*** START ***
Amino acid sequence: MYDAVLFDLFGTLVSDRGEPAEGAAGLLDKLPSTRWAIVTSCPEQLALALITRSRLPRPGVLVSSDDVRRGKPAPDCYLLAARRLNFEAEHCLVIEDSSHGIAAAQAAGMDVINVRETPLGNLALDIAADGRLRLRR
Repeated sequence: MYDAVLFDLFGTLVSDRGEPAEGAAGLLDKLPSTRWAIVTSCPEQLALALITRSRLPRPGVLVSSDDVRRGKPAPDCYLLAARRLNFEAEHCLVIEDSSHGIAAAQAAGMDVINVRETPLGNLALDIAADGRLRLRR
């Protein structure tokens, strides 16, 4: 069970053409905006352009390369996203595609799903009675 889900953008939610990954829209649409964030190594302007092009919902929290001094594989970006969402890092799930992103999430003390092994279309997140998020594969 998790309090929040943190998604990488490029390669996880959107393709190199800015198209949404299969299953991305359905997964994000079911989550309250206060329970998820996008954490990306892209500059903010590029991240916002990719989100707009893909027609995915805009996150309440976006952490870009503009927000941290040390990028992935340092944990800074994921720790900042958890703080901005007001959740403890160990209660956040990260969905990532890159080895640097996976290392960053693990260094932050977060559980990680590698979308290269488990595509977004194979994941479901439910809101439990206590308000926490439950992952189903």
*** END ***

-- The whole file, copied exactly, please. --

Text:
Amino acid sequence: MYDAVLFDLFGTLVSDRGEPAEGAAGLLDKLPSTRWAIVTSCPEQLALALITRSRLPRPGVLVSSDDVRRGKPAPDCYLLAARRLNFEAEHCLVIEDSSHGIAAAQAAGMDVINVRETPLGNLALDIAADGRLRLRR
Repeated sequence: MYDAVLFDLFGTLVSDRGEPAEGAAGLLDKLPSTRWAIVTSCPEQLALALITRSRLPRPGVLVSSDDVRRGKPAPDCYLLAARRLNFEAEHCLVIEDSSHGIAAAQAAGMDVINVRETPLGNLALDIAADGRLRLRR
């Protein structure tokens, strides 16, 4: 069970053409905006352009390369996203595609799903009675 889900953008939610990954829209649409964030190594302007092009919902929290001094594989970006969402890092799930992103999430003390092994279309997140998020594969 998790309090929040943190998604990488490029390669996880959107393709190199800015198209949404299969299953991305359905997964994000079911989550309250206060329970998820996008954490990306892209500059903010590029991240916002990719989100707009893909027609995915805009996150309440976006952490870009503009927000941290040390990028992935340092944990800074994921720790900042958890703080901005007001959740403890160990209660956040990260969905990532890159080895640097996976290392960053693990260094932050977060559980990680590698979308290269488990595509977004194979994941479901439910809101439990206590308000926490439950992952189903």